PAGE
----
Faculty Senate changes leaders

Derek Lenehan

Faculty Senate changed executive leadership, debated a university power shift, approved a new doctorate program and voted to oppose an amendment to the Ohio Constitution last night.

Cheryl Casper, economics professor and outgoing American Association of University Professors president, defeated incumbent Tom Dowd for Faculty Senate chair position. Casper, who said she was stepping down as AAUP president for a quieter life prior to last night’s vote, expressed dismay in the current leadership.

“We need to be proactive … rather than reactive to the administration,” she said. Casper also said recent events within the senate compelled her to run, though she did not specify what events did so.

Tish Soper, assistant professor of technology, was elected as vice chairperson.

“I feel honored, and the senate’s trust is well placed,” she said. “I look forward to working with Senator Casper. She has lots of experience, and I expect to learn a lot from her.”

Michael Mikusa, associate professor of teaching, leadership and curriculum studies, and Tom Janson, professor of music, were elected as senator at-large and secretary, respectively.

The senate and administration discussed Pat Book’s reach into academic programs. Book, vice president of regional development, will receive academic authority over regional campuses as of Friday, in addition to her current economic authority.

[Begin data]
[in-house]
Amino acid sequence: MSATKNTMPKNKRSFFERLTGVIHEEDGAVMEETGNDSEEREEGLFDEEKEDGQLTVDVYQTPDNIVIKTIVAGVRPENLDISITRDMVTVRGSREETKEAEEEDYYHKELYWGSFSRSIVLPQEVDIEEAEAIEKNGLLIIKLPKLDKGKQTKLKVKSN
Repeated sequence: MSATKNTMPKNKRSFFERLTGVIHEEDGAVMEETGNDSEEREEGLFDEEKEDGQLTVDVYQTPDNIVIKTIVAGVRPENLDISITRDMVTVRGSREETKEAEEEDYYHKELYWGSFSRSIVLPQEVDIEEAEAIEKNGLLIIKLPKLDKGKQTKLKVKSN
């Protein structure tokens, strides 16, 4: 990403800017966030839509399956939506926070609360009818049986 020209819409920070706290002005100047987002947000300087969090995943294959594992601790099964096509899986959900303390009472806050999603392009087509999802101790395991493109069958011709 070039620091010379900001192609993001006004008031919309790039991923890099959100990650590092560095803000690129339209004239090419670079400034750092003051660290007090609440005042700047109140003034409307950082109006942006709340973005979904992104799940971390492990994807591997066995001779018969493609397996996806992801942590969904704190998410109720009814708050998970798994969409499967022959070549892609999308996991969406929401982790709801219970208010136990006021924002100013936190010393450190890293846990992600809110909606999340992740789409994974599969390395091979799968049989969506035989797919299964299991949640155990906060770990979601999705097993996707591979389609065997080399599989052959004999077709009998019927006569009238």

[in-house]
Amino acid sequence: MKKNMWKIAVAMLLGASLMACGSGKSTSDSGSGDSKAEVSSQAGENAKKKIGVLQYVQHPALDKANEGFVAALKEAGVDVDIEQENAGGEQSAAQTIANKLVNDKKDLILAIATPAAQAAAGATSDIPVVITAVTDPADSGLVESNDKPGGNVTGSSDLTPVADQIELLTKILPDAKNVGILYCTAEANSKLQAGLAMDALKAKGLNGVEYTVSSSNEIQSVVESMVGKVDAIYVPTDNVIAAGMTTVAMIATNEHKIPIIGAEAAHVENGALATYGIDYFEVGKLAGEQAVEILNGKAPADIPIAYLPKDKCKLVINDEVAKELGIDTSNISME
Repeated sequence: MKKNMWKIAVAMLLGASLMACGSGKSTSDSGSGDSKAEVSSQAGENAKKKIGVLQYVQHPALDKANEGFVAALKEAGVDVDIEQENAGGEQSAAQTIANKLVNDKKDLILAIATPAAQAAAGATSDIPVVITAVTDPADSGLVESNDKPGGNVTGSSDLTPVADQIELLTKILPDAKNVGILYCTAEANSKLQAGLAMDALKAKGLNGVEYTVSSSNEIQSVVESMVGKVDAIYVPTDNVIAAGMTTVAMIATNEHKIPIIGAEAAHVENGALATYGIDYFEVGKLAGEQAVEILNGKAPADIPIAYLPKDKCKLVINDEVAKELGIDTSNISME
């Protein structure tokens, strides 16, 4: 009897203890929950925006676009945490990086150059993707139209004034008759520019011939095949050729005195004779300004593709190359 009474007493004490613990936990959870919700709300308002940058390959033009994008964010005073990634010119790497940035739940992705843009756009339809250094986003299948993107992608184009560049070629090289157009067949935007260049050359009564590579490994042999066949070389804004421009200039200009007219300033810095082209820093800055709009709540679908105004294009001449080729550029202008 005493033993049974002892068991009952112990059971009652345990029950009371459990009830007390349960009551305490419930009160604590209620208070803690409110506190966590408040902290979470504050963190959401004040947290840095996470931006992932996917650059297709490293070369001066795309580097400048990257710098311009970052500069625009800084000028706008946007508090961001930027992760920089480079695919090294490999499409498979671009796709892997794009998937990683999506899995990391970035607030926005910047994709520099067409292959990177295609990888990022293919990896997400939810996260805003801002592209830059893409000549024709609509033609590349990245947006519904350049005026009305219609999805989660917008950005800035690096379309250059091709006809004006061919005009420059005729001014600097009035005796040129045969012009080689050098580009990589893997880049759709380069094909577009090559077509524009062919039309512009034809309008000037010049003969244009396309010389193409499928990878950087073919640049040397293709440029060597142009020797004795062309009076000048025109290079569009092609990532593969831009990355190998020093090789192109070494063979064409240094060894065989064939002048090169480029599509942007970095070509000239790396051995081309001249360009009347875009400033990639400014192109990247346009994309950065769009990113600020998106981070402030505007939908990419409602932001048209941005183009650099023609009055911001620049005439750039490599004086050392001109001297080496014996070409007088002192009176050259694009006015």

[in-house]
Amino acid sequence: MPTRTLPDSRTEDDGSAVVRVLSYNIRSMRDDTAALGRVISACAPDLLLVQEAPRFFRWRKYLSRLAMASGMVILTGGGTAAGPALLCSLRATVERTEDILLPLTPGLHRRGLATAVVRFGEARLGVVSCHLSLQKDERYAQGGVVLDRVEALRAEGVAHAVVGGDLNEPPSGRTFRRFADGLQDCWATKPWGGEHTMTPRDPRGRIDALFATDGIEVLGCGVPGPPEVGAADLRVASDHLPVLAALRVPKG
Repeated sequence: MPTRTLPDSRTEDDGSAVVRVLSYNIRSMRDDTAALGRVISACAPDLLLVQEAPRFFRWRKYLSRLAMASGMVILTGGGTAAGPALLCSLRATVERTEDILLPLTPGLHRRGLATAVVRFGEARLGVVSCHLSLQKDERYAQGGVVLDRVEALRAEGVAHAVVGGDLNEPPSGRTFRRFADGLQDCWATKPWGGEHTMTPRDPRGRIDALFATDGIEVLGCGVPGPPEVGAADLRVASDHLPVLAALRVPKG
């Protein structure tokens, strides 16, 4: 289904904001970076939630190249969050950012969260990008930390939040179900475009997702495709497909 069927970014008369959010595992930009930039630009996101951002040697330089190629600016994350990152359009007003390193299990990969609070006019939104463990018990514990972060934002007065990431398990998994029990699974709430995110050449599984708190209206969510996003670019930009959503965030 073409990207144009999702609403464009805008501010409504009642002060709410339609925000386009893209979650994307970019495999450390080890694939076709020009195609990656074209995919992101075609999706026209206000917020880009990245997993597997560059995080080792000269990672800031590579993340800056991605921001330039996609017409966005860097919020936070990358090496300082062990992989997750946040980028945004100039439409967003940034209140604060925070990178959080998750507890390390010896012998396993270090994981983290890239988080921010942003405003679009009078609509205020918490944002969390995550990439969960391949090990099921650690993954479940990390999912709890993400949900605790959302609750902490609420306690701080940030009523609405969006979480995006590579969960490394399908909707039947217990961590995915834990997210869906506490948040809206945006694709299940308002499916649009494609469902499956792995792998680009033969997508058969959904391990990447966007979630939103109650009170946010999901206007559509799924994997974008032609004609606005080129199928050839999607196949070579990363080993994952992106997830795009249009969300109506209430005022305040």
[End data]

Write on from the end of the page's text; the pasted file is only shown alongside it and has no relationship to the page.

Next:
Multiple faculty members spoke out to Provost Paul Gaston and President Carol Cartwright against the change, saying a non-academic administrator should not be able to wield power over academic affairs. No decision was made, though it may linger as an issue between the faculty and administration.

The senate also approved the nation’s first doctorate of translation program.

Several senators pushed to add Arabic and Chinese to the program, citing the state of global affairs, though the program still received large support.

The senate approved a resolution to encourage the administration to take action against the state tax and expenditure limitation Constitutional Amendment. The resolution passed last night said the state amendment:

– Would permanently and arbitrarily restrict state spending in areas vital to Ohio’s economic and social health

– Is opposed by all points in the spectrum of partisanship and ideology

– Would restrict access to high quality educational programs at Kent State and other Ohio public universities

Contact academic affairs reporter Derek Lenehan at